The Open Steps meeting, to be held near Winchester, UK, on 10-11 February 2004 is the first of a series of three meetings planned for 2004 as part of the activities of the IMIA Open Source and Open Source Nursing Informatics Working Groups. This will be an invitation-only meeting, aimed mainly at the UK, but with some participation from open source colleagues and Working Group members from elsewhere in Europe and the USA.
The purpose of the meeting is to identify key issues, opportunities, obstacles, areas of work and research that may be needed, and other relevant aspects, around the potential for using open source software, solutions and approaches within health care, and in particular within health informatics, in the UK and Europe.
The meeting is funded by the British Computer Society Health Informatics Committee (BCS HIC), and is supported by the IMIA Open Source Working Group, the IMIA-NI Open Source Nursing Informatics Working Group and OSHCA (the Open Source Health Care Alliance).
The Marwell meeting will be followed by a larger meeting to be held at HC2004 in Harrogate in March, which will allow for a wider audience of clinicians, managers, informaticians and other interested parties to attend and explore and expand on the issues raised from the Marwell meeting. A further meeting, to seek international exploration of the issues raised in the first two meetings, will be held at medinfo2004 in San Francisco in September, as part of the IMIA Open Source and Open Source Nursing Informatics Working Groups� meeting. In addition, reports from all of these meetings will be made available through the chirad.info website, and we will encourage further contributions from those unable to attend the Open Steps meetings.
For further information as it becomes available see www.chirad.info/opensteps/marwell01.htm
or email firstname.lastname@example.org
Dr Peter Murray
Co-chair, IMIA Open Source Working Group
Chair, IMIA-NI Open Source Nursing Informatics Working Group
The Institute of Medicine released:
Patient Safety: Achieving a New Standard for Care
Patient Safety: Achieving a New Standard for Care, a report that describes a detailed plan to facilitate the development of data standards applicable to the collection, coding, and classification of patient safety information (…includes the reporting of “near misses” as well as errors.) The report is available on line.
“Open Source” is not mentioned in the report. However, there is a note about possibly putting VISTA into Public Domain (page 66.)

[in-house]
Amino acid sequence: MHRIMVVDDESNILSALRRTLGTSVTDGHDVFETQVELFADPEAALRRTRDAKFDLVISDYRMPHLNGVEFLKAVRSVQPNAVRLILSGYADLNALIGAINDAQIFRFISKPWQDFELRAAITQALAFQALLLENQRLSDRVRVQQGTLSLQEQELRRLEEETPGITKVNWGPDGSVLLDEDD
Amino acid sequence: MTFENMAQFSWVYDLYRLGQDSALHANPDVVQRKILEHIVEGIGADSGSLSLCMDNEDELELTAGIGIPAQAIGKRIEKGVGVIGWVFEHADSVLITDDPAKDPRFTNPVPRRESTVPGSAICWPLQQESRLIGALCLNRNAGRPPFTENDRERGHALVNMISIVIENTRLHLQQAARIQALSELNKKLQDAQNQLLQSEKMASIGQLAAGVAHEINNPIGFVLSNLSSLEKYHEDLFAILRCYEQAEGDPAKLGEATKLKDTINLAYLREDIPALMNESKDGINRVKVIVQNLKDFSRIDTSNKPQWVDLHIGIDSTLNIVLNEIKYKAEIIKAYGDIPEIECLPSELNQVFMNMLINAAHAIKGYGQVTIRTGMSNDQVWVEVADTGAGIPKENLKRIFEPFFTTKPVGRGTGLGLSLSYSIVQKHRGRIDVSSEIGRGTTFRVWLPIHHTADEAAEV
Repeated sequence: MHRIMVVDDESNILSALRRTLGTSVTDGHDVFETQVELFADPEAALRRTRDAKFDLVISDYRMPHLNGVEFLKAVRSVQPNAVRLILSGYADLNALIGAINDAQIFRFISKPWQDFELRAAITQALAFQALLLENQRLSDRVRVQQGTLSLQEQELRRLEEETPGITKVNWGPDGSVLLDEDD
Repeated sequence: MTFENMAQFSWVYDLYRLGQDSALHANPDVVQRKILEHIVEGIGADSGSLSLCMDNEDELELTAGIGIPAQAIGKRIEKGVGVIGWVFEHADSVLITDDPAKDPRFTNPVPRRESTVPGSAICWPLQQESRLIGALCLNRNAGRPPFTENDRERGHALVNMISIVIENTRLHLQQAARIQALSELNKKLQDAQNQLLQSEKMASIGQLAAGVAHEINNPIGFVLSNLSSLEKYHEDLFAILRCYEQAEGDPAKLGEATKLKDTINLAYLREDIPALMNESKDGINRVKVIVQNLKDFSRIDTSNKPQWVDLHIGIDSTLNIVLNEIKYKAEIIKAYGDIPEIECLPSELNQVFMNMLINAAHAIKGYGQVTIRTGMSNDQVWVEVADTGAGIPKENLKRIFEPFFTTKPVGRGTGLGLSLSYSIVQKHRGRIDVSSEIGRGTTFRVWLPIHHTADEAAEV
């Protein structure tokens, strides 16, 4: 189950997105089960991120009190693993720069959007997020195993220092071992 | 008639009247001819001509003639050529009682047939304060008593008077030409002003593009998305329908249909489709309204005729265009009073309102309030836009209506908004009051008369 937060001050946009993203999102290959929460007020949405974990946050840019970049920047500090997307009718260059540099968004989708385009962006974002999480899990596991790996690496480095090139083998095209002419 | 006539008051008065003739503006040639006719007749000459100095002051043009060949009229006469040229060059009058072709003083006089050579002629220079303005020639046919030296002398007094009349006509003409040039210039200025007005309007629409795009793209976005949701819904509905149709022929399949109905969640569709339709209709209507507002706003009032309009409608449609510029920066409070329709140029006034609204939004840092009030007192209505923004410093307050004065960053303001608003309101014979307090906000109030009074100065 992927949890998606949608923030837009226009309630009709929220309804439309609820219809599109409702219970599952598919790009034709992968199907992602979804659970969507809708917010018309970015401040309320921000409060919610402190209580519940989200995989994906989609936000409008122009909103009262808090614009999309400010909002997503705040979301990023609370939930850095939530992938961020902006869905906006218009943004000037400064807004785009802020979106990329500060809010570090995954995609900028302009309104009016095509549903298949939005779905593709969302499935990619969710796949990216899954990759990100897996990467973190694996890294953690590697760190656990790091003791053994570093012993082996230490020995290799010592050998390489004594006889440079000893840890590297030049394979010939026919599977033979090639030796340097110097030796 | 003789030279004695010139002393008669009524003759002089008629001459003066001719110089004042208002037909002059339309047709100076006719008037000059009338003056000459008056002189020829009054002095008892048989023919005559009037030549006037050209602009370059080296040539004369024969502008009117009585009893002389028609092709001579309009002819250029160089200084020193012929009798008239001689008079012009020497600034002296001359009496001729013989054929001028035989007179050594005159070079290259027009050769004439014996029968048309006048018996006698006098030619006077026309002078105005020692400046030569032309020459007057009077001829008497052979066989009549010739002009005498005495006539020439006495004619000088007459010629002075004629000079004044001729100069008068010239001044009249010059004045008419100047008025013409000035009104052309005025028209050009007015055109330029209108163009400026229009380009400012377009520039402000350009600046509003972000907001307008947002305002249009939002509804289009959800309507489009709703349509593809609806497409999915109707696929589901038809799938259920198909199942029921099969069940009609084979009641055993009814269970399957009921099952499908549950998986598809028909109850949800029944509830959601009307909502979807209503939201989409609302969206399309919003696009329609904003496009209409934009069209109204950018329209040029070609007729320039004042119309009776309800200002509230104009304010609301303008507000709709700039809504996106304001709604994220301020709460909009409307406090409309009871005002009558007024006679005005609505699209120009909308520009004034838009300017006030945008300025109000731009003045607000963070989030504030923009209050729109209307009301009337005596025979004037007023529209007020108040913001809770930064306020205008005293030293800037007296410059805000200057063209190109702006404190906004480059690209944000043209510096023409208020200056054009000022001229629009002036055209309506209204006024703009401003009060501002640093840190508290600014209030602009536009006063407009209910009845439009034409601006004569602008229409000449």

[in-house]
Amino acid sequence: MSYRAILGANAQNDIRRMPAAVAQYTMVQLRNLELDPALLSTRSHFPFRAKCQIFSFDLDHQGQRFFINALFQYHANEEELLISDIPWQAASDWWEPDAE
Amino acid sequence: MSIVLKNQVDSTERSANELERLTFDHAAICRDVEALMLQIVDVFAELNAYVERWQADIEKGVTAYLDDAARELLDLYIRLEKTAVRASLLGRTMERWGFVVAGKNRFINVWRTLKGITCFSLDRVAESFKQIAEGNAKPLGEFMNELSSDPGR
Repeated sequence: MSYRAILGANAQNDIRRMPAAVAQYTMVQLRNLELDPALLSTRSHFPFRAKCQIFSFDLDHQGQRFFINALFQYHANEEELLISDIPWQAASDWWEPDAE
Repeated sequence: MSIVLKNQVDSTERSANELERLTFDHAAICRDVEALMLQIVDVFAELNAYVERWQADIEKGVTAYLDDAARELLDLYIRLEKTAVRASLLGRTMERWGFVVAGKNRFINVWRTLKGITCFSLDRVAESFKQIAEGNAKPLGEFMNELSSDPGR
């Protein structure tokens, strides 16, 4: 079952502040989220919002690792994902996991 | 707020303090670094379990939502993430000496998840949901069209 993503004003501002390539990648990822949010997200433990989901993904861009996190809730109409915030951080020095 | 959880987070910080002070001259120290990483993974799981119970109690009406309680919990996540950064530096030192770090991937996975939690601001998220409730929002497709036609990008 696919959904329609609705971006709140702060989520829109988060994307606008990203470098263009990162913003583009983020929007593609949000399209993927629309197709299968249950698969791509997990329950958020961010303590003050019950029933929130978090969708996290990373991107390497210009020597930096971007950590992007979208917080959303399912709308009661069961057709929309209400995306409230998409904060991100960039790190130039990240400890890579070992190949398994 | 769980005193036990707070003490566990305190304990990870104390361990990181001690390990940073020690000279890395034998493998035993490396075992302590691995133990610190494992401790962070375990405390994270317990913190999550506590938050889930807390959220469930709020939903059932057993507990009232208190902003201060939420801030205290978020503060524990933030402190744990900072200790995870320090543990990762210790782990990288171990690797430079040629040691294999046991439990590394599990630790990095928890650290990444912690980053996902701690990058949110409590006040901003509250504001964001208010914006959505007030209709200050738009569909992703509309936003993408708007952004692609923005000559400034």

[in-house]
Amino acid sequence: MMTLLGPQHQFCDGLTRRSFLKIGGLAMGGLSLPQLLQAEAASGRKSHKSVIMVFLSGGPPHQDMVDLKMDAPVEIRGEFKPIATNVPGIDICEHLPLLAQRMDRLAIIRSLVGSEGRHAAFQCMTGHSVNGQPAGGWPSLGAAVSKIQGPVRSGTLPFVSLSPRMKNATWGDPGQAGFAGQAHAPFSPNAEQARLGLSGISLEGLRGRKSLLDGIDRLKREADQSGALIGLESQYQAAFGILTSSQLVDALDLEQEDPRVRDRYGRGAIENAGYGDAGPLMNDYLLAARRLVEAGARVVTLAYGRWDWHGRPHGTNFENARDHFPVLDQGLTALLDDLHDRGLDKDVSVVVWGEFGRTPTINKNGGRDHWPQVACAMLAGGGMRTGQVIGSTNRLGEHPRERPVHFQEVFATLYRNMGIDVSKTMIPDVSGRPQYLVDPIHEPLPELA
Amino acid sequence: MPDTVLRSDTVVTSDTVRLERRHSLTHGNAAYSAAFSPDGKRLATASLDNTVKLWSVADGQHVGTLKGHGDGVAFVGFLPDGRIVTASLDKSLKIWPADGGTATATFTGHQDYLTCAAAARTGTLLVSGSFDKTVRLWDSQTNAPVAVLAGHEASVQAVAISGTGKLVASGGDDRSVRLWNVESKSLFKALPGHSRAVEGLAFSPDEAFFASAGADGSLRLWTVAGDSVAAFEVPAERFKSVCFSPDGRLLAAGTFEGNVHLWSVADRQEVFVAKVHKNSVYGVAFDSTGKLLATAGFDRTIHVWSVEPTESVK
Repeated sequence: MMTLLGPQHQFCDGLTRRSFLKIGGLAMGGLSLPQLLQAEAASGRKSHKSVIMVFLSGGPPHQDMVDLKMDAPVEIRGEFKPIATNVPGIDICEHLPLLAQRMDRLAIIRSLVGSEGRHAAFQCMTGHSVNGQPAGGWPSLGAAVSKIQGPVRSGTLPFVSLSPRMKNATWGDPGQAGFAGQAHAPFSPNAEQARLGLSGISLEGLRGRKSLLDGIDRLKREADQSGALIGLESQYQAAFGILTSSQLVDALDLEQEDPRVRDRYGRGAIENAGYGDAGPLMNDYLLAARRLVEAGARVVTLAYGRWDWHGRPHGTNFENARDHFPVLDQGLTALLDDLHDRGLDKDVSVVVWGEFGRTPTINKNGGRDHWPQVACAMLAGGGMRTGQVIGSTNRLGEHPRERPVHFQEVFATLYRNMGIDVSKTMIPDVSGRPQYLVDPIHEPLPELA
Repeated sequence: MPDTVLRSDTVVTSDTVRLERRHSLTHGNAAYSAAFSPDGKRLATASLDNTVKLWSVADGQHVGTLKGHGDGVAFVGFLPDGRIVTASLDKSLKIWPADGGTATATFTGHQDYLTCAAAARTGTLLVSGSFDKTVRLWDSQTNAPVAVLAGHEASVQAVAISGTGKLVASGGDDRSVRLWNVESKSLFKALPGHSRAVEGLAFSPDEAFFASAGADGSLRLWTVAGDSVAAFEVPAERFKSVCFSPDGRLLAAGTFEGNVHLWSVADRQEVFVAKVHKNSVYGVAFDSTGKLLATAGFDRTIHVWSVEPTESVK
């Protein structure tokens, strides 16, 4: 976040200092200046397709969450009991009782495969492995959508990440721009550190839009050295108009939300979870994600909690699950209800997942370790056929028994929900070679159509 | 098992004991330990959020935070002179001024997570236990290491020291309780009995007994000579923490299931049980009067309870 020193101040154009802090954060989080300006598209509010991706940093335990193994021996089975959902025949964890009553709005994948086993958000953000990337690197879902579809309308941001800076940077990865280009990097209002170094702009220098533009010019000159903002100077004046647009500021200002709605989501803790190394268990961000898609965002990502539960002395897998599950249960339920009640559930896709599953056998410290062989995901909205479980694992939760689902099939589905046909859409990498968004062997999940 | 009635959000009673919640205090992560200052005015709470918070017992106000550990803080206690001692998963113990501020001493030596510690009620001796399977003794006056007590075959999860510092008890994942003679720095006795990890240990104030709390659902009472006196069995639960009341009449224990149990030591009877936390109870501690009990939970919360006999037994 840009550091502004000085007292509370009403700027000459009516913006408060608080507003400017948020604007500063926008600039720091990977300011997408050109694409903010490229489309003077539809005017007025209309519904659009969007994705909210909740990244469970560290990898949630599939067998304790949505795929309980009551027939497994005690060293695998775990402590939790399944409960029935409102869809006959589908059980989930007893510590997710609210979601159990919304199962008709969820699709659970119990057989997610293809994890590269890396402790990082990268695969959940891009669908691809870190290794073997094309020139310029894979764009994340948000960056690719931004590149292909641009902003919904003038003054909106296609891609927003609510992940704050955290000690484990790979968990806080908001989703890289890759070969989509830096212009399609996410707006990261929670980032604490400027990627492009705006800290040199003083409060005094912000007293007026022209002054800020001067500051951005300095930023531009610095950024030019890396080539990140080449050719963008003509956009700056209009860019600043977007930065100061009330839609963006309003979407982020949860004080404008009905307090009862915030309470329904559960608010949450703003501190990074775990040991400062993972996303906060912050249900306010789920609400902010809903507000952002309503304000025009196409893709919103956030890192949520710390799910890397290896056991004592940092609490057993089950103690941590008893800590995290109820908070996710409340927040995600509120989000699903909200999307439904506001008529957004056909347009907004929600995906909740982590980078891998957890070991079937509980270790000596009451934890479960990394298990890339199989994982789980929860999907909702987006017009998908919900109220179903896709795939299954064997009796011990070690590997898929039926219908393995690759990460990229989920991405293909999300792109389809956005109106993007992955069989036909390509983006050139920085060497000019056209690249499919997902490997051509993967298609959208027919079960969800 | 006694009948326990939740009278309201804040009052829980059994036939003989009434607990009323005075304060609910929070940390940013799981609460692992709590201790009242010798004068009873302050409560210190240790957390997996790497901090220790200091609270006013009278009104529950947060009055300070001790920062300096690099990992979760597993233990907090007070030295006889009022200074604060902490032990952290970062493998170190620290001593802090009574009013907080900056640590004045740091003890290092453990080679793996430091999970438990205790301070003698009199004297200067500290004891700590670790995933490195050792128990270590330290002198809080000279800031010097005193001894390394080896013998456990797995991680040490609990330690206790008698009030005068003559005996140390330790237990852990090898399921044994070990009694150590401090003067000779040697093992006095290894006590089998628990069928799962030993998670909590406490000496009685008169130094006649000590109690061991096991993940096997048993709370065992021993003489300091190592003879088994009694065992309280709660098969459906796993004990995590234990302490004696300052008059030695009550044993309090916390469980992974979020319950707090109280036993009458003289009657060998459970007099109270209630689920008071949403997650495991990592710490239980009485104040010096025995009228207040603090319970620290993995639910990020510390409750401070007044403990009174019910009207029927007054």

The press briefing was webcast live and is archived. No mention of Open Source at the briefing either.
This US Institute of Medicine (IOM) “report”:http://books.nap.edu/books/0309090776/html/index.html calls for increased Federal investment in a secure national healthcare information infrastructure in order to improve patient safety. If I recall correctly this is a major portion of the mandate for the “Internet 2 consortium”:http://www.internet2.edu/about/aboutinternet2.html. (“See the Health Sciences Security SIG”:http://health.internet2.edu/WorkingGroups/Security.html)
From the report:
“First, federal financial investment should support the development of critical building blocks of the national health information infrastructure that are unlikely to receive adequate support through investment by private-sector stakeholders, including the establishment of a secure platform for the exchange of data across all providers, and, as discussed below, maintenance of a process for the ongoing promulgation of national data standards. Second, the federal government should provide financial incentives to stimulate pnvate-sector investments in EHR systems; this might be done through revolving loans, differential payments to providers with certain information technology capabilities, or other means. Third, federal government funding of safety net providers will be necessary to support their transition to a safer health care delivery system.”
We should examine closely the long term effects of these financing arrangements. They are simply a quick fix to a problem that will out live the incentives. If these systems are held as proprietary applications they will serve to drive up the cost of healthcare when the funding runs out and the requiremetn to maintain them remains.
“Chapter 3”:http://books.nap.edu/books/0309090776/html/71.html#pagetop is especially important as it discusses the requirements for standards. What must be recognized here is that development of data interchange standards are in direct conflict with market share of proprietary shrink-wrapped applications.
This is a good and necessary report but it missed the basic requirement that the software must live beyond the funding cycle.